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RFID Takes Root at Baas Plantenservice

The Dutch horticultural distributor has found a number of ways to benefit from EPC tags attached to trolleys for transporting plants.
By Rhea Wessel
Jan 13, 2012Baas Plantenservice, a horticulture distributor based in Holland, is among the first companies to operate a large-scale tracking system that takes advantage of the EPC Gen 2 passive ultrahigh-frequency (UHF) RFID tags attached to the 3.84 million plant trolleys put into circulation across Europe earlier this year by Container Centralen (see Container Centralen Says RFID Provides 'Substantial' Cost Savings).

This month, Baas Plantenservice began identifying all inbound plant trolleys at two of its distribution centers—in Hazerswoude, measuring 26,000 square meters (280,000 square feet), and in Oostrum, measuring 7,000 square meters (75,300 square feet). During high season, the company handles 12,000 to 15,000 inbound Container Centralen trolleys daily. Last year, volumes totaled roughly 330,000 trolleys, and the company expects that number to rise to 500,000 by 2014. With a focus on purchasing, logistics and innovation, Baas Plantenservice reports annual revenues of more than €100 million ($126 million); its main customer is the Praktiker Group, which operates the Praktiker and Max Bahr chains of home-improvement and do-it-yourself stores throughout Germany.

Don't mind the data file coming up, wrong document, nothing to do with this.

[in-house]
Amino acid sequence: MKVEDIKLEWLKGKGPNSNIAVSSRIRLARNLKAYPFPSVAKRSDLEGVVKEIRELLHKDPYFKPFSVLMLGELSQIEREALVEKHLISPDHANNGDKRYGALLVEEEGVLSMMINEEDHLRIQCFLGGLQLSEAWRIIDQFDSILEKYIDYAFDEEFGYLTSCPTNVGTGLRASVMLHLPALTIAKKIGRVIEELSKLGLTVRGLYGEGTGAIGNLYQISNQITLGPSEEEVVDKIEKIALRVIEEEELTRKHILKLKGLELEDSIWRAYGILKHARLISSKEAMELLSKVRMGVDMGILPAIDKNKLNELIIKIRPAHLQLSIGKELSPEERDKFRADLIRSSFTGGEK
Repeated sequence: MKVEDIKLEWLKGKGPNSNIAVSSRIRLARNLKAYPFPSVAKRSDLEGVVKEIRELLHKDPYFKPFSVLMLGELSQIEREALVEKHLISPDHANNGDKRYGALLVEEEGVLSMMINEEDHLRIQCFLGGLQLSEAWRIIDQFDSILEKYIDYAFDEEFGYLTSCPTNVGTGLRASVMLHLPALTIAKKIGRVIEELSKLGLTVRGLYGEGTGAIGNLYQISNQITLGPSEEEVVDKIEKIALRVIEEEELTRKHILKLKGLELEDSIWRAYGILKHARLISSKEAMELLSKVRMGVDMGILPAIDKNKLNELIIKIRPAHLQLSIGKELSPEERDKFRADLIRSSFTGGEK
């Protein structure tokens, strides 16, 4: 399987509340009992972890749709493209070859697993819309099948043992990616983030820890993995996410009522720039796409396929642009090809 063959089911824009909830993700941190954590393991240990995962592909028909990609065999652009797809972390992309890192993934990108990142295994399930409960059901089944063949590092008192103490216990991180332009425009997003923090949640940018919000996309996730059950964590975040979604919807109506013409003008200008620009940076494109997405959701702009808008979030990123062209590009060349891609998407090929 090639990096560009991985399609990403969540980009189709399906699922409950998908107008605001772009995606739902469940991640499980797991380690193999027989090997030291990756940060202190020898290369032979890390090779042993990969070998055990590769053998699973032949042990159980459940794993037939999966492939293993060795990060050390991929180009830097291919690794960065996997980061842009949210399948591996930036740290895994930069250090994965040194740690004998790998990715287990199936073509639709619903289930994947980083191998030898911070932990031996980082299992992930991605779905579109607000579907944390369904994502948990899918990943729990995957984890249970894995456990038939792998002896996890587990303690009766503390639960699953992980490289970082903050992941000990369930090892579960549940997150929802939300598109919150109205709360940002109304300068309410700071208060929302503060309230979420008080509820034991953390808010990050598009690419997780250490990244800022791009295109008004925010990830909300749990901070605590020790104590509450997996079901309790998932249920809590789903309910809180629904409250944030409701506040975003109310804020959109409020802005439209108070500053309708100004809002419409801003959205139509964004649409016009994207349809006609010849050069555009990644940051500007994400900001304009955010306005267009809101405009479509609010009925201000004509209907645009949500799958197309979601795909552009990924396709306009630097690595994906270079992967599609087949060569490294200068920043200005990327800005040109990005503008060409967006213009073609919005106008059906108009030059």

Bass Plantenservice workers use a handheld device to read the tag attached to the base of each Container Centralen trolley.

During 2012, Baas Plantenservice plans to expand the application to track outbound plant trolleys as well. In the future, it also intends to track trolleys during their brief stays at its DCs.

Baas Plantenservice developed the RFID-based application in 2011, with help from Netherlands-based systems integrator Mieloo and Alexander and other partners, though it does not consider the software proprietary. Instead, the firm wants as many supply chain members as possible to collect and share data with each other, says Edwin van Lenthe, Baas Plantenservice's supply chain manager, in order to minimize costs for all parties involved in this low-margin business.

Baas Plantenservice, van Lenthe reports, immediately recognized the potential of having all Container Centralen trolleys tagged, given the company's primarily pen-and-paper process for collecting information about the trolleys and tracking them, as well as its high volumes. "We really believe in the ID," he says, noting that during peak season, 300 to 400 trucks can arrive at Baas Plantenservice's DCs within only a few hours.

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